Blessed are the merciful for they shall receive mercy.
Mercy is a word I associate with crime, punishment, and the legal system. In my mind, to be given mercy means to be granted forgiveness for my transgressions. It makes sense that Jesus would say this, because he said it in the Lord’s Prayer, as well.
Except that this isn’t what Jesus is saying at all. The Greek word eleos (the root of the word that is here translated as merciful) means to be compassionate and empathetic: to be tender toward those who suffer, without consideration for whether they deserve what is happening to them. It’s not about forgiveness for transgressions, it’s about completely disregarding the ‘transgression question.’
The equivalent word in Hebrew is hesed. It means to give help to those in need, without giving heed to whether or not they are deserving. It is to respond impartially with the love of God toward all:
- Toward the houseless person cluttering up the downtown street.
- Toward the person who just took the parking spot you were waiting for.
- Toward the politician whose policies you detest.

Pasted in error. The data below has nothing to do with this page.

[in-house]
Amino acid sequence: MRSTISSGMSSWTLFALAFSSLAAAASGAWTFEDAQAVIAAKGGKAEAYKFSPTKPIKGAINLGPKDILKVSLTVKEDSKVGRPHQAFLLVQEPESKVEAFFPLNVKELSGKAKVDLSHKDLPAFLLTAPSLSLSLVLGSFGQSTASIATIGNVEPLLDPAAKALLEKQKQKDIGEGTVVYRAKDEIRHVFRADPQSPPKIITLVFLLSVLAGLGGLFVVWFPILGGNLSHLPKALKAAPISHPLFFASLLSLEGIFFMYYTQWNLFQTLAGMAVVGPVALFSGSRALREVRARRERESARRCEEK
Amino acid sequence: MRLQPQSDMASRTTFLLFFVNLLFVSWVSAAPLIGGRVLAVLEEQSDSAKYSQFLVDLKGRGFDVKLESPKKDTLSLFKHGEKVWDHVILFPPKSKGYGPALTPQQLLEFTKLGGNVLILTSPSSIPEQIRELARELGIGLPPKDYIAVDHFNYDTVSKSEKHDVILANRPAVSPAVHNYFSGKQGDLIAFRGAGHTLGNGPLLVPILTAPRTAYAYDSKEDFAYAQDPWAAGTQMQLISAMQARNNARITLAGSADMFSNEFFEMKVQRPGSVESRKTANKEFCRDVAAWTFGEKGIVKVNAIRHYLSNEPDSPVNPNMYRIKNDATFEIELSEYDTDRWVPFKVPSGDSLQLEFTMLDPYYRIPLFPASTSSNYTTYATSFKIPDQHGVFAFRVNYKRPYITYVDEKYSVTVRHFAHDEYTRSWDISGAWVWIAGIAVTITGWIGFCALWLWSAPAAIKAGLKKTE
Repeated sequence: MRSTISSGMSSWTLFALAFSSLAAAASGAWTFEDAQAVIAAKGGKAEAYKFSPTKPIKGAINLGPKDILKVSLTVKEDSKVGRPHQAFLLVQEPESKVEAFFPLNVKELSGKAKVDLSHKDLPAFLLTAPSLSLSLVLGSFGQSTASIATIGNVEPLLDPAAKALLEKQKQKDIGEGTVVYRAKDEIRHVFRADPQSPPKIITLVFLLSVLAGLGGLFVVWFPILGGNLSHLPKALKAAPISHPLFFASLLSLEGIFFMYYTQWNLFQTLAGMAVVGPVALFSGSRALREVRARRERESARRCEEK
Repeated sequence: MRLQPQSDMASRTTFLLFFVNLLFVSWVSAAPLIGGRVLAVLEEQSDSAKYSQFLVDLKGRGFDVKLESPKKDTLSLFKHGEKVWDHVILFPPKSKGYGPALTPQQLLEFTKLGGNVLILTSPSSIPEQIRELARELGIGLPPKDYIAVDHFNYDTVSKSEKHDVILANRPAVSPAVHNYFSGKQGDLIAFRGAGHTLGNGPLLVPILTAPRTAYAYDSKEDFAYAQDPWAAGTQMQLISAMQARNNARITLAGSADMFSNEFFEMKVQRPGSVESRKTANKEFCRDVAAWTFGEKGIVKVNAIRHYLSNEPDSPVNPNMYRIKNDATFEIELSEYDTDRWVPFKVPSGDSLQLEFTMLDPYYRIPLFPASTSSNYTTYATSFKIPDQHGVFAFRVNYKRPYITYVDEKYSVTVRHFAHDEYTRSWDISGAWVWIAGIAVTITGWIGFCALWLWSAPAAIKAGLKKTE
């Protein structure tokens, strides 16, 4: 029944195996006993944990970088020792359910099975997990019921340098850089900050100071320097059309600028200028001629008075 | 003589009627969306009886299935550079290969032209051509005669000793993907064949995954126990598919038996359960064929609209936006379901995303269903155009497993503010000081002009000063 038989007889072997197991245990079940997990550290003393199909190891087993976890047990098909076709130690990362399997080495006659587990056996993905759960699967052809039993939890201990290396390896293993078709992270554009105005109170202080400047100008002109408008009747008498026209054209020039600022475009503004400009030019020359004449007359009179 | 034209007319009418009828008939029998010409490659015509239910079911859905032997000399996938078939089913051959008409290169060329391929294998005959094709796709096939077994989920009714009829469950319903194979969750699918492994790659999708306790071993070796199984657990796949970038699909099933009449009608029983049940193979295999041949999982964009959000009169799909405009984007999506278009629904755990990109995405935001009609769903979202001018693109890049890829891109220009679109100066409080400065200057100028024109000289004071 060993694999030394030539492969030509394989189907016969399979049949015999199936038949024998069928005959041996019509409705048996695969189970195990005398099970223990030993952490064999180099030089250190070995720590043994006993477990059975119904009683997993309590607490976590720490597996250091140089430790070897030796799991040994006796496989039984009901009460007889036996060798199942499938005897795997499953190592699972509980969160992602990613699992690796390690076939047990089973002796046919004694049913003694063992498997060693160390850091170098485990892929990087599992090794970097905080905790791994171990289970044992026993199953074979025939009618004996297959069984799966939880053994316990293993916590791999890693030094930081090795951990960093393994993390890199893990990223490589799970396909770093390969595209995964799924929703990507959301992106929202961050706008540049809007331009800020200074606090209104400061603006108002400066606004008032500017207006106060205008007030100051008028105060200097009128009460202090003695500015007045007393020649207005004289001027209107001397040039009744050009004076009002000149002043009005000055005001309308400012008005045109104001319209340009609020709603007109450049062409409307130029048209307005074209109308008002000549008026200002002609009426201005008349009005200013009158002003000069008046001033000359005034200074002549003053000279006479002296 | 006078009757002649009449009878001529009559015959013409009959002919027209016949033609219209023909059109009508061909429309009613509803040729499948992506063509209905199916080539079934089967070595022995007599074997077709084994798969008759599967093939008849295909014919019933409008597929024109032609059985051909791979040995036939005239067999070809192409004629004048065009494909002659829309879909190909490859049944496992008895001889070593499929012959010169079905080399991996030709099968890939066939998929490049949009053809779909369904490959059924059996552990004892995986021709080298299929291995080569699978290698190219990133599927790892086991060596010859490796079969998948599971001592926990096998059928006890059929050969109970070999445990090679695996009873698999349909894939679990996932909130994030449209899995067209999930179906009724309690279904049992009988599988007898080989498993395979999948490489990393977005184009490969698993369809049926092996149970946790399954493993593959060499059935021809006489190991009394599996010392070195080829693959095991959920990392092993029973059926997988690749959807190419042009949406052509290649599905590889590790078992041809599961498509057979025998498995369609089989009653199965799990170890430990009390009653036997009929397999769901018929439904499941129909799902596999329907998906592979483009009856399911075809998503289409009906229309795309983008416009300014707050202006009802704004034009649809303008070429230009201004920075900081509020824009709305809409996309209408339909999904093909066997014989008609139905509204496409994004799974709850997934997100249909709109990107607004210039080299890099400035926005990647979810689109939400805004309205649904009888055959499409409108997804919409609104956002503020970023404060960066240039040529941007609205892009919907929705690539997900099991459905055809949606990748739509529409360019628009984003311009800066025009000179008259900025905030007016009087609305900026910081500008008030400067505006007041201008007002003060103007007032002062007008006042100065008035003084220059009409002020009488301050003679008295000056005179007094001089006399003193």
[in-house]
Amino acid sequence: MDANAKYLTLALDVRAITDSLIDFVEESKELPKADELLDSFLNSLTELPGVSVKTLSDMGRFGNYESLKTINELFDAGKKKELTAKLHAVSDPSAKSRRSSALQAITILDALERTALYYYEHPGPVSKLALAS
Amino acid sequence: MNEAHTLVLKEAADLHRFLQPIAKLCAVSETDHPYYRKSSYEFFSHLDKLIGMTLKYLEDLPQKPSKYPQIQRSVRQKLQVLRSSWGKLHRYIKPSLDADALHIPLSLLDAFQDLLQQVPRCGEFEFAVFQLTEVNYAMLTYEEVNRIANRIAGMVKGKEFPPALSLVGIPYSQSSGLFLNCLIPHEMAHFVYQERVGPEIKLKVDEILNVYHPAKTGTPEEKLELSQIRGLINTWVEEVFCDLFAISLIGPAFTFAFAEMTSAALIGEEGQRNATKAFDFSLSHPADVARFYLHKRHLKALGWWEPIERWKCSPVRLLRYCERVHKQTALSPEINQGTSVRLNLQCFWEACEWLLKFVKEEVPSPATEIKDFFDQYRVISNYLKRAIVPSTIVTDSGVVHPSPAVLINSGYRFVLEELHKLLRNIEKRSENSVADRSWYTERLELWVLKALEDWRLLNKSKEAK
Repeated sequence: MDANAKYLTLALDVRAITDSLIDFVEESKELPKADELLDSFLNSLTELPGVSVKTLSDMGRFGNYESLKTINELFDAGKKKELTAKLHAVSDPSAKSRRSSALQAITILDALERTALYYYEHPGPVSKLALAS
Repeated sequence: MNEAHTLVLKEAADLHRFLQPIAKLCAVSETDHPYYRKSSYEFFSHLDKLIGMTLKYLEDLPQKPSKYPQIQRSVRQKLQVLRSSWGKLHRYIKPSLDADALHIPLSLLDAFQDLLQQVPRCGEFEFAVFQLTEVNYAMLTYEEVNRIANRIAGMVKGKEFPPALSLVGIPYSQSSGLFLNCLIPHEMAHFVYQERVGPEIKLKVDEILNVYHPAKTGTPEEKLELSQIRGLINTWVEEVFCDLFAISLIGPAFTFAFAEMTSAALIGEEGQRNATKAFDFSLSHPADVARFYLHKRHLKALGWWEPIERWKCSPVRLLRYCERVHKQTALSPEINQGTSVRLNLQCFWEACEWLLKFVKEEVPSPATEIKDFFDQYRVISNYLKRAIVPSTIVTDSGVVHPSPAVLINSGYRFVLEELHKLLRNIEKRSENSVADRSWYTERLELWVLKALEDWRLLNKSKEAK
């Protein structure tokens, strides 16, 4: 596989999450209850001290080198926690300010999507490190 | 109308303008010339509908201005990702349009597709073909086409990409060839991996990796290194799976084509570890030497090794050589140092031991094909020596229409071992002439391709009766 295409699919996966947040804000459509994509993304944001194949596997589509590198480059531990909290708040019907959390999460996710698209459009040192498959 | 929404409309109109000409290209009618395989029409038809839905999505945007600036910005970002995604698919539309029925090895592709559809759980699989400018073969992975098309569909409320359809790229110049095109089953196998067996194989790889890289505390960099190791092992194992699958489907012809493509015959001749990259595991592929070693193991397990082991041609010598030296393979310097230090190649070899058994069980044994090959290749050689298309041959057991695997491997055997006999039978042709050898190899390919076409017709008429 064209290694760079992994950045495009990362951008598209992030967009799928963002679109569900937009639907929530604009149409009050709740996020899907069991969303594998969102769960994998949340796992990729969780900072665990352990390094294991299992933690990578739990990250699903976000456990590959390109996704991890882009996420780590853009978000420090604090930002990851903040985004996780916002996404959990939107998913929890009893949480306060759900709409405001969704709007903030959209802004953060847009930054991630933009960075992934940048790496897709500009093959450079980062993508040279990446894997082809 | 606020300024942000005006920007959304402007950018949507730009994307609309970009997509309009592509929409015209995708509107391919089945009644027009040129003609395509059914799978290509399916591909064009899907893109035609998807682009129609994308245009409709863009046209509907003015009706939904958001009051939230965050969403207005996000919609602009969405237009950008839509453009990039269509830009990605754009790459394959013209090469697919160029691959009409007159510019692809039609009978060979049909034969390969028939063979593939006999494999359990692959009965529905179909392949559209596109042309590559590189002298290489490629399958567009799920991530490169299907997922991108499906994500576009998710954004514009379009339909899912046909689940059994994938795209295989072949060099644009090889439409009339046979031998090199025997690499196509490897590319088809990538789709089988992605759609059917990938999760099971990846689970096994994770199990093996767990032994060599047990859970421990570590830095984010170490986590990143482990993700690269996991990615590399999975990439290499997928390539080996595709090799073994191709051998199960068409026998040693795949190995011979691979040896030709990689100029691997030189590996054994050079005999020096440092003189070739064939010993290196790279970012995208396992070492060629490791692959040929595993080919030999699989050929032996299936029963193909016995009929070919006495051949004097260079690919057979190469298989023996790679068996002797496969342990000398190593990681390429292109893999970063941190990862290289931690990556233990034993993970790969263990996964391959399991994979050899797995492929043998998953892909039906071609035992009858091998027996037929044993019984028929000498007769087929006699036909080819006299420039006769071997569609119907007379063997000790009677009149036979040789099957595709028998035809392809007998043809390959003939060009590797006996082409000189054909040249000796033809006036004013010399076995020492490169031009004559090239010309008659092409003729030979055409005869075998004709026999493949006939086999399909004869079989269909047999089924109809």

- Toward ALL.
And Jesus is commending those who already do this. This isn’t a command, it’s an observation. One that we all would do well to remember in this era where it’s easy to publicly pop off with judgmental statements on social media. How well received are our opinions by those who disagree? Being filled with judgy outrage does not promote happiness – as Jesus wisely observes.
My favorite translation of this verse is Barclay’s (edited to be inclusive):
O the bliss of s/he who gets right inside other people until s/he can see with their eyes, think with their thoughts, feel with their feelings, for s/he who does that will find others do the same for them.